A webinar by Laura Ursprung Nerling, doctoral candidate in the Dept. of Ancient Mediterranean Studies at the University of Missouri-Columbia, highlighted the results of her study of Prepalatial and Protopalatial larnakes from Crete. She noted that the corpus has its own biography which has long been ignored, passed over, or forgotten. The larnakes represent the beginning of a ceramic mortuary tradition that spans a millennium and eventually crosses the Aegean at select locations on mainland Greece. Their appearance at such a crucial moment in Minoan history (the EM III – MM IA transition) has provided fodder for interpretations of individualism on Crete, thus replacing the communal ideology so prevalent in the Minoan mortuary landscapes and built urban environments.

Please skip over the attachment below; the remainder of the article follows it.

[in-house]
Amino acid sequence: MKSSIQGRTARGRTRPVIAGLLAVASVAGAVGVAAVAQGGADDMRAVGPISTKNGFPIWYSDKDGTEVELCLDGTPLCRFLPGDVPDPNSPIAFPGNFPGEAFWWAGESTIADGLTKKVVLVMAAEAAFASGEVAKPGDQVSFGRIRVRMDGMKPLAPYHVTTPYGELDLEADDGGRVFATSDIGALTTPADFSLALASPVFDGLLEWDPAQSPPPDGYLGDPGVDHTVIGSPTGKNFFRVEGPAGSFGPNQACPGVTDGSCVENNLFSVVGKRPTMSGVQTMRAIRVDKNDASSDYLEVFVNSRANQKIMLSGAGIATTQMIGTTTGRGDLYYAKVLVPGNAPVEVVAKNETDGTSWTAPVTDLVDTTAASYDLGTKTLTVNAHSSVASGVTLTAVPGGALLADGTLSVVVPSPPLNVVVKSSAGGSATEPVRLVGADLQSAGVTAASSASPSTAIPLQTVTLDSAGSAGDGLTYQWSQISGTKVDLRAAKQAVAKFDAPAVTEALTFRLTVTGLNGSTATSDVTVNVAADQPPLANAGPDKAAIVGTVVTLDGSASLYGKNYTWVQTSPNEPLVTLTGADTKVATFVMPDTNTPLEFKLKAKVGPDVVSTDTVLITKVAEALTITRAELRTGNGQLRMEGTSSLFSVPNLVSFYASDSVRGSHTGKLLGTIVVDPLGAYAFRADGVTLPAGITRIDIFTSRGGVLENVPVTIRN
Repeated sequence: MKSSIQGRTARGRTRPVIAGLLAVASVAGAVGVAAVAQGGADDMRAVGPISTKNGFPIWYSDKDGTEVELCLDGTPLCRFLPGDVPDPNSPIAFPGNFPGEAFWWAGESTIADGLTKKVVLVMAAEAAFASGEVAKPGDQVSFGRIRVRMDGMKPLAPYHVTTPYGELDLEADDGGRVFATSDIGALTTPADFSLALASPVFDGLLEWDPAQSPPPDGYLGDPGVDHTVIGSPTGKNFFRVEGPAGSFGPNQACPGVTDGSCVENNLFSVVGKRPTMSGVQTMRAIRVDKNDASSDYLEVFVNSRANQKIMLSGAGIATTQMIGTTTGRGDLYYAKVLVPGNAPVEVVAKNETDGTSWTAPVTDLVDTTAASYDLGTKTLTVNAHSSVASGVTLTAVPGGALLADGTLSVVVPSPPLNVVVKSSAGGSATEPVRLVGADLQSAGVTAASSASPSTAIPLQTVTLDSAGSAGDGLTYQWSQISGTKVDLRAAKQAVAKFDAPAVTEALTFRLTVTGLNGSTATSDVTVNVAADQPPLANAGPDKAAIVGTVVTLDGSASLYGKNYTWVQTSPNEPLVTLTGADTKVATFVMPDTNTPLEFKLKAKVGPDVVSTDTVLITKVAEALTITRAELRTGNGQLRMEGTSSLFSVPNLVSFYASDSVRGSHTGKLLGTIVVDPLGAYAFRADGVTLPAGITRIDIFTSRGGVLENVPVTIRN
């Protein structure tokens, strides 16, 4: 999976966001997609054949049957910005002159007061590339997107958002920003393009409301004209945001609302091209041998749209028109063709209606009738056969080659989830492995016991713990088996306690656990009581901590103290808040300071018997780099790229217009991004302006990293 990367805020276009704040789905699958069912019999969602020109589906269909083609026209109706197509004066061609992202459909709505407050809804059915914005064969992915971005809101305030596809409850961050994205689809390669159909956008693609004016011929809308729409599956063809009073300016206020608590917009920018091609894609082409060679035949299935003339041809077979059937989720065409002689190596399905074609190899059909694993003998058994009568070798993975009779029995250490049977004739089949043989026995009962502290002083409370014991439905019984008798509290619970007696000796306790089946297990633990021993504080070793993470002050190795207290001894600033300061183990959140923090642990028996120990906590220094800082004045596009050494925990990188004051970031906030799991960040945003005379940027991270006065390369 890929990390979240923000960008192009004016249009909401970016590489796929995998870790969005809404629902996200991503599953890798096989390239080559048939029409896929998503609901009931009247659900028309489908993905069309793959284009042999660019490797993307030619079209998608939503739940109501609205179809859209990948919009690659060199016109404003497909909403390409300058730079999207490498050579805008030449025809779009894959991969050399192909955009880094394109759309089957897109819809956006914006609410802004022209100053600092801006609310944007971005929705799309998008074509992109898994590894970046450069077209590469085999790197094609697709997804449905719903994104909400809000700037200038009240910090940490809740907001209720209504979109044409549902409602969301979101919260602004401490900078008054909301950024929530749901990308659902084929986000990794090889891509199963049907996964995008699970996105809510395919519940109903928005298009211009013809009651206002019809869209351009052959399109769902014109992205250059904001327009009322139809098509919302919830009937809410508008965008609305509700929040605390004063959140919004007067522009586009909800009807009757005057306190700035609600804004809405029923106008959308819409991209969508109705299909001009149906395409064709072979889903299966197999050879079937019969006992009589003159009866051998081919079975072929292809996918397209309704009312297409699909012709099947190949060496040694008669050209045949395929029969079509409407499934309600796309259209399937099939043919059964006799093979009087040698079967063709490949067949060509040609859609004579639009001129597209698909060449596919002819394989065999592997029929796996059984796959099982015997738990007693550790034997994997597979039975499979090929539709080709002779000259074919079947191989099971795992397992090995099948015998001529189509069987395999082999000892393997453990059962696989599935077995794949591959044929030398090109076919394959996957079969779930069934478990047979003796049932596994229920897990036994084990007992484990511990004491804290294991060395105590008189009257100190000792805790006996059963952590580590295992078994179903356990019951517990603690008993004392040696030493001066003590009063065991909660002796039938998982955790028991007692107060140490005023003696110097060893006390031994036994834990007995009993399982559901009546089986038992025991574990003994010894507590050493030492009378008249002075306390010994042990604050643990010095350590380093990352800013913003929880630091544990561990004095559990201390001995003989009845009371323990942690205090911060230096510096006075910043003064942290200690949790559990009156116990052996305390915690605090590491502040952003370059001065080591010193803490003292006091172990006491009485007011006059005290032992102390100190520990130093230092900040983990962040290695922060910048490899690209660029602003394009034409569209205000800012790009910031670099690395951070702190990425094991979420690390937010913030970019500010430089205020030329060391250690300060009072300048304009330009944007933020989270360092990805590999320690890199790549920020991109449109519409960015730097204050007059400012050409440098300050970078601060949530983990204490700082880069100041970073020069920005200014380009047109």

In her presentation Laura provided a synopsis of Prepalatial and Protopalatial larnakes, their contexts, the associated funerary assemblages, and the regional implications made apparent throughout the course of her research. The results of her study conclude that the larnax operated within an interwoven communal tradition that embodied not a single individual but the collective as a whole.